Rising to the Occasion
TSRI Employees Adopt Families in Need for Holiday Season
By Jennifer O'Sullivan
Believe it or not the holiday season is upon us, and while
these seasonal celebrations are often spent with family, 'tis
also a great time to extend that family. It's a time when
the opportunity to give to those less fortunate is made just
a bit more convenient by people like Bonnie Towle and Kat
For over a decade Kat and Bonnie, administrative assistants
in the Department of Immunology, have been organizing the
Adopt-A-Family program, working with agencies such as the
YWCA Battered Women's Shelter and St. Vincent De Paul's to
unite families in need with members of labs and departments
at The Scripps Research Institute (TSRI) and Scripps Clinic
who'd like to give. Employees who participate in the program
learn the names, ages, and gift wishes of their adopted family.
Then, they schedule a time a few days before Christmas to
deliver the wrapped gifts along with food, either prepared
or in the form of supermarket gift certificates.
I spoke with Bonnie and Kat about the work involved in pulling
the program off each year. "We're just the intermediaries,"
Bonnie said. "We set up labs with families and let them do
their own thing." According to Bonnie, TSRI employees always
rise to the occasion. "There was one P.I. [prinicipal investigator]
who even dressed up as Santa." And yes, there can be minor
difficulties, such as when children ask for pricey Play Stations
or computers. "Kids wish big sometimes," said Kat, "and sometimes
wish so small it makes your heart ache."
Parents often skip their own wish lists. "I usually deal
with battered women's shelters," Kat told me. "The basics
that make up the mothers' 'wishes' really highlight both their
need and their determinationtowels, a nice outfit to
go job-hunting, things for the home. They're so brave."
Listening to both women, I get a strong sense of their commitment
to the program as well as the joy it gives them to make it
happen. Bonnie has visited the same family four years in a
row, and also delivers food and gifts for labs that adopt
families, but whose members aren't in town to play Santa.
"That's the best part," she confides with a warm smile.
Therein lies the beauty of the Adopt-a-Family program. Individuals
can contribute as much or as little time and money as they
choose. But, by pooling resources, they make the holiday special
for a seven-year-old who otherwise might not get to unwrap
that Barbie doll or box of Crayolas on her wish list, or that
ten-year-old who might not otherwise sit down to a feast with
Head Start Appreciated, Procrastinators Welcome
After so many successful years, the Adopt-a-Family program
seems to be a smooth-running machine. Still, those crucial
match-ups are no small task, considering in 2000 Kat and Bonnie
helped groups at TSRI and Scripps Clinic adopt 58 families,
a record high.
In one notable incident last year, Bonnie sent out a last-minute
email announcing that a TSRI lab was buying gifts for a family
of five, "a mom and four kids," but was looking for another
lab to pitch in for the food. "We got so many responses that
not only were we able to match up the lab, we also combined
individuals to adopt a whole new family," Bonnie beamed. "I
don't know if it was because people suddenly attached an actual
family with the donation or not, but it was tremendous."
In fact, it was my lab that ended up buying food and toiletries
for that family of five. Once I saw Bonnie's email I decided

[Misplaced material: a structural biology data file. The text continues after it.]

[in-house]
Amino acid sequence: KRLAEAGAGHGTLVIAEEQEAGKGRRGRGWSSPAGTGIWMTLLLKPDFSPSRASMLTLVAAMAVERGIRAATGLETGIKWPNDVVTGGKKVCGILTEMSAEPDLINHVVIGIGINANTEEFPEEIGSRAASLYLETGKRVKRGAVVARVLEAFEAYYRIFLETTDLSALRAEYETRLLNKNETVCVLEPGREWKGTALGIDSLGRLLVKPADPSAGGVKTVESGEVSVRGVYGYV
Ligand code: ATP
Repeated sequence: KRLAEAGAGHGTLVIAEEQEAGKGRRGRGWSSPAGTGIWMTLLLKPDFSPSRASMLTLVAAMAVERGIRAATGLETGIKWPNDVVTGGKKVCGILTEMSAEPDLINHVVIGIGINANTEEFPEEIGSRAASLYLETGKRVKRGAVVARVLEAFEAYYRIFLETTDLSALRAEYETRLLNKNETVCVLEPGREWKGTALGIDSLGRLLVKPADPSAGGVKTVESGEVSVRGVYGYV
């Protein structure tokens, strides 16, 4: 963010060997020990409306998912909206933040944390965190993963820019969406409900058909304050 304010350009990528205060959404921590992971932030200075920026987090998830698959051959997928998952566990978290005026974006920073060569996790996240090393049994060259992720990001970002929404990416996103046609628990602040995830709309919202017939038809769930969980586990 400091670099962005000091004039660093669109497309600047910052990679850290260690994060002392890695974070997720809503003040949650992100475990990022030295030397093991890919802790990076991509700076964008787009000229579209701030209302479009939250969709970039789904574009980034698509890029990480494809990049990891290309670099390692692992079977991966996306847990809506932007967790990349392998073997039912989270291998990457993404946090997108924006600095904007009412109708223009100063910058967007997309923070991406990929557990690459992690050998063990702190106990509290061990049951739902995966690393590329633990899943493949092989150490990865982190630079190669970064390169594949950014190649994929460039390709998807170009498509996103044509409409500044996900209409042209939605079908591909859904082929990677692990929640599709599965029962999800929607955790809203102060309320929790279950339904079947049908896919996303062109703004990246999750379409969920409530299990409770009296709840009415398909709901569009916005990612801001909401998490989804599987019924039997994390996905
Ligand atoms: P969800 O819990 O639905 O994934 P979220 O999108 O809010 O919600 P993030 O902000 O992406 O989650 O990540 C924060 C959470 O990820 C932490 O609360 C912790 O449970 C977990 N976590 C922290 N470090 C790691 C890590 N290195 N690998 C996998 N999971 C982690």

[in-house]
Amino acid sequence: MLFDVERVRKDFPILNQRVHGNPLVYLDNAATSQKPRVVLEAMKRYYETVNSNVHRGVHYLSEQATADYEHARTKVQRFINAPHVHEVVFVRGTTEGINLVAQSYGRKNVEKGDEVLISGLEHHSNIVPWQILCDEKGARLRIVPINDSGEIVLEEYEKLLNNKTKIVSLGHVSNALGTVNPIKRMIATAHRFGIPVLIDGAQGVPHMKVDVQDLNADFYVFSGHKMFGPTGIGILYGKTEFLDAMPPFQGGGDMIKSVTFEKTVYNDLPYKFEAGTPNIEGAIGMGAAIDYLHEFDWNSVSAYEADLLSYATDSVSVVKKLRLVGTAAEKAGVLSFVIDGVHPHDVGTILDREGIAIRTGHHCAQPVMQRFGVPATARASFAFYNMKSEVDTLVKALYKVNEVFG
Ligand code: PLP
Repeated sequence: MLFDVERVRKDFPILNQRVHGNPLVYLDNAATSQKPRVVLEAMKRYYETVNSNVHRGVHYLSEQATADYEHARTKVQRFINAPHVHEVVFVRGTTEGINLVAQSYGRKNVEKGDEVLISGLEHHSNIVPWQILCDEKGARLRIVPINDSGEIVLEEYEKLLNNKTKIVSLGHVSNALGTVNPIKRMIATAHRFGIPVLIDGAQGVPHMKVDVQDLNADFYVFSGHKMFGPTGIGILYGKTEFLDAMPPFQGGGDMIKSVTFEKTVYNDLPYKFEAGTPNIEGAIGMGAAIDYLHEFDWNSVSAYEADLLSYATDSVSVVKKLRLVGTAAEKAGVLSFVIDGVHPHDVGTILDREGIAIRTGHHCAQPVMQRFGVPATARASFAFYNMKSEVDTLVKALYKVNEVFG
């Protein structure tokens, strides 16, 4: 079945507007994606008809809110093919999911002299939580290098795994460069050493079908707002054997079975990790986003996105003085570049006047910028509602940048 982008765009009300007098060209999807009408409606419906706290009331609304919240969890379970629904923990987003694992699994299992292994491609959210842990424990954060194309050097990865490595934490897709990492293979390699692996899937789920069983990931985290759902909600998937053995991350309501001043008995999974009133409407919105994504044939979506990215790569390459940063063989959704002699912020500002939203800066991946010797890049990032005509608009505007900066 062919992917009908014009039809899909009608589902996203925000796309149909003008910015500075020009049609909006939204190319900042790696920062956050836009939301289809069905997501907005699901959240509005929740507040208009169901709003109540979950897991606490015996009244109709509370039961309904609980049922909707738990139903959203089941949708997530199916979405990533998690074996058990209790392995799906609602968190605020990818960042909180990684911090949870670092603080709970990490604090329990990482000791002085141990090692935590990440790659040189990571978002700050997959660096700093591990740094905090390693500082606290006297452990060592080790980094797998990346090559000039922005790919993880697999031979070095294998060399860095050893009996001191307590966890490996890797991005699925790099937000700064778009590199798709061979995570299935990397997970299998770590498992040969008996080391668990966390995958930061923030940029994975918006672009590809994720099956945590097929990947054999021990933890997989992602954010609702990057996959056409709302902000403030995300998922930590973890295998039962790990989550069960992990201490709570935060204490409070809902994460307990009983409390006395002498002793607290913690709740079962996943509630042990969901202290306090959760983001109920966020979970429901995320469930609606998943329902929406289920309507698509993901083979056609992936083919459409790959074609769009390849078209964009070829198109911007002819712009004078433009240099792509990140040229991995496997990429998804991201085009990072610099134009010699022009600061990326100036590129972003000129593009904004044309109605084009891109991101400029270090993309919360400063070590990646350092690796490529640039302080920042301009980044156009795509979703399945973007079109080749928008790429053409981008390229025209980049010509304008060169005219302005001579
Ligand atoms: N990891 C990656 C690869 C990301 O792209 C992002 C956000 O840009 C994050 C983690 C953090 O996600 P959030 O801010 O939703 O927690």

to put faith in my co-workers and sign us up despite some
lab members' hesitation. It paid off. At our next lab meeting
I informed everyone that we had indeed adopted a family and
that donations were welcome, but not mandatory. Before long
the money came pouring in and I was ready to shop. (Helpful
tip: if you're in charge of collecting money, keep a wad of
ones and fives on hand to make change.)
While latecomers are welcome, the best time to adopt a family
is now. Bonnie and Kat have circulated an email listing the
different agencies involved and the particulars of working
with each. Organizers at Home Start, for example, ask that
presents be dropped off by December 12 and deliver gifts themselves.
St. Vincent DePaul, on the other hand, encourages direct interaction
with the family.
What the Season's All About
Many of us know the kind of joy that comes from giving to
others, but as with any worthwhile endeavor, there can be
obstacles along the way. Bonnie spoke openly with me about
situations that might occur when delivering gifts directly
to familiesencountering a run-down apartment building
or a proud father who has a hard time accepting charity. First,
Bonnie said, we must remember that we're not there to pass
judgement. Second, keep in mind our job is to sprinkle a little
holiday magic around because this is really for the children.
One of those children Bonnie will never forget is a three-year-old
Hispanic girl. "When we brought the presents in her eyes grew
as big as saucers," Bonnie told me. "She levitated. I mean,
she was so excited she just vibrated."
After hearing Bonnie's story, I was especially anxious to
see the kids when we brought gifts to our adopted family shortly
before Christmas. At first, I was disappointed when their
mother said they were all in the bedroom because she'd rather
they didn't see a group of strangers bringing in the gifts.
What I got instead was a hug from hera full, strong
hug that lasted a moment longer than I think either of us
expected it would. And when we pulled away I found I'd been
zapped with one of those pure bolts of understandingwhat
the season's all about.
For more information or to sign up for the Adopt-a-Family
program contact Bonnie Towle, x4-2167 or firstname.lastname@example.org,
or Kat Occhipinti, x4-8135 or email@example.com.
Kat Occhipinti (left) and Bonnie Towle
have been organizing the Adopt-a-Family program for over a
decade. Photo by Jennifer O'Sullivan.